* Dollar up as markets price in earlier start to Fed
* Yellen's comment taken as signalling possible hike early
* U.S. yields higher across the board
By Ian Chua
SYDNEY, March 20 The dollar traded at two-week
highs against a basket of major currencies early on Thursday,
having posted solid gains after comments from Fed Chair Janet
Yellen prompted markets to bring forward interest rate hike
Yellen said the Federal Reserve will probably end its
massive bond-buying program this coming fall, and could start to
raise interest rates around six months later, sooner than
markets had anticipated.
The reaction was swift with the benchmark Treasury yield
jumping 9 basis points to 2.77 percent. That in turn
helped the dollar index climb 0.7 percent, the biggest
one-day move in over a month, to highs last seen on March 6.
The greenback fetched 102.40 yen, having surged 0.9
percent, while the euro fell around 0.7 percent to $1.3822
. The Canadian dollar slid to a 4-1/2 year low of
C$1.1273 per USD, while the Australian dollar dipped back below
91 U.S. cents.
Markets all but ignored Yellen's emphasis that rates will
stay low for a while and could end up staying lower than normal
"for some time" even after the economy regains its health given
lasting scars from the financial crisis.
As a result, some analysts warned the big dollar rally could
fade just as quickly as it came.
"There may be some effort by Fed officials or sources to
downplay the six-month time-frame comment in the days ahead,"
BNP Paribas analysts wrote in a note to clients.
"The timing of Fed hikes and the ability of the U.S. dollar
to maintain momentum clearly remains data dependent and our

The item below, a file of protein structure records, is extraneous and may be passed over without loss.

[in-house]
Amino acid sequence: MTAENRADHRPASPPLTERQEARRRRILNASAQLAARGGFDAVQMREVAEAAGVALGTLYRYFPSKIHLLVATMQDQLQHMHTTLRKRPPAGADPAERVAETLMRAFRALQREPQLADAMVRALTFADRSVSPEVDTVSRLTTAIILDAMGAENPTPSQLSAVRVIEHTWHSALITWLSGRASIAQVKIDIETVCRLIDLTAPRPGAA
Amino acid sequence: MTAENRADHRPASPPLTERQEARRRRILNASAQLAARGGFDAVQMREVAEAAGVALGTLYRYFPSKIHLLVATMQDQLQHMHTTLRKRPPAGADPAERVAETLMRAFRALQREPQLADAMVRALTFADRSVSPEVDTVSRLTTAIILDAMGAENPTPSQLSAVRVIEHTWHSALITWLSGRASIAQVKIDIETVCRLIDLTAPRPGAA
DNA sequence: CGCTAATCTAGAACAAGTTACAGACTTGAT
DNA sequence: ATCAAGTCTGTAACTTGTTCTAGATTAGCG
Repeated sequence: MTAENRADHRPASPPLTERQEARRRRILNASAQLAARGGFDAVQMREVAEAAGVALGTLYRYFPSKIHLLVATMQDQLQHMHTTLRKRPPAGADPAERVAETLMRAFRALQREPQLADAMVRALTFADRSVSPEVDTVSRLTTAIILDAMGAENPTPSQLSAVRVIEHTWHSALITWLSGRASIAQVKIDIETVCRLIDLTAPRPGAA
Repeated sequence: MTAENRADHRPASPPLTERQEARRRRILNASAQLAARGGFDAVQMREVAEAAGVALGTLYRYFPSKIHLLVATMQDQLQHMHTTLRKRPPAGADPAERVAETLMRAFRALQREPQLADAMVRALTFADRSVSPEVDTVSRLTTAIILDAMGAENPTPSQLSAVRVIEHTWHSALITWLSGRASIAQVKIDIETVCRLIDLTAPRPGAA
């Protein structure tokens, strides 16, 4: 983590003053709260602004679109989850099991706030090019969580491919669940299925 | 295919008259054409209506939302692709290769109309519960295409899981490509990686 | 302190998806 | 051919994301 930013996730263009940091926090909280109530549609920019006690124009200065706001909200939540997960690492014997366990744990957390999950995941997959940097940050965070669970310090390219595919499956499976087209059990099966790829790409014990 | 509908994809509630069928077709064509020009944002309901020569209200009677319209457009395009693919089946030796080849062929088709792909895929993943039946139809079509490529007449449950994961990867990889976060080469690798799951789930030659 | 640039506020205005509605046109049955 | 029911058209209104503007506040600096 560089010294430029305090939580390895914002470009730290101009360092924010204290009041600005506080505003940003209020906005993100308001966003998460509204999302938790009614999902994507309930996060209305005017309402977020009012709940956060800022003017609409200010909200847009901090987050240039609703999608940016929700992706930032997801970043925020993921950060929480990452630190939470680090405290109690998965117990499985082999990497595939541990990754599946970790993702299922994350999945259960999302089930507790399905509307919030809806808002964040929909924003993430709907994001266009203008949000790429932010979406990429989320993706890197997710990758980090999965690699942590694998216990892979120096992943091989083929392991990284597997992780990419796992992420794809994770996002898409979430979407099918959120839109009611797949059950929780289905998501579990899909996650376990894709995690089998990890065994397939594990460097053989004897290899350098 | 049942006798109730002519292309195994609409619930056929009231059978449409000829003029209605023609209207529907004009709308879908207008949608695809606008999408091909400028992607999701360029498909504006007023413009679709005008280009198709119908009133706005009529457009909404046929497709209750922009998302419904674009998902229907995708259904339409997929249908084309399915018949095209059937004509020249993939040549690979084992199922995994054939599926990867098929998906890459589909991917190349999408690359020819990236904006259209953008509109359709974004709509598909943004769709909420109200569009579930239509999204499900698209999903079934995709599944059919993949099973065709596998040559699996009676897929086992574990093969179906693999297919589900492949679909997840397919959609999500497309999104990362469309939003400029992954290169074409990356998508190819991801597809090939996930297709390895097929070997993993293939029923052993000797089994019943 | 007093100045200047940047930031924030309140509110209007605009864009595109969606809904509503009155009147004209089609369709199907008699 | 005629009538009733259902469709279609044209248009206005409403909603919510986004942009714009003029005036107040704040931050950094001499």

rates strategy team sees some scope for retracement in the big
selloff in yields that came on the comments."
Yellen's remarks followed the Fed's widely expected move to
reduce its monthly purchases of U.S. Treasuries and
mortgage-backed securities to $55 billion from $65 billion.
Sterling plumbed one-month lows against the broadly firmer
greenback, a disappointing performance given an upbeat annual
budget statement that saw the government upgrade official
forecasts for economic growth.
It last traded at $1.6533, having fallen as far as
$1.6508. The pound has been pretty much range-bound after
reaching four-year highs of $1.6823 last month.
Many economists say a lot of good news on the British
economy has been well and truly priced into the currency,
leaving little fuel for further gains.
This was also likely the case for the New Zealand currency,
which barely reacted to local data showing the economy grew at
an enviable 3.1 percent annual pace.
"It is a good number but one that was pretty much
anticipated. The message that the economy is growing above
potential is well established by now," said Ben Jarman,
economist at JPMorgan in Sydney.
The kiwi slipped to $0.8531, pulling further away
from a near one-year high of $0.8641 set earlier in the week.
(Editing by Richard Pullin)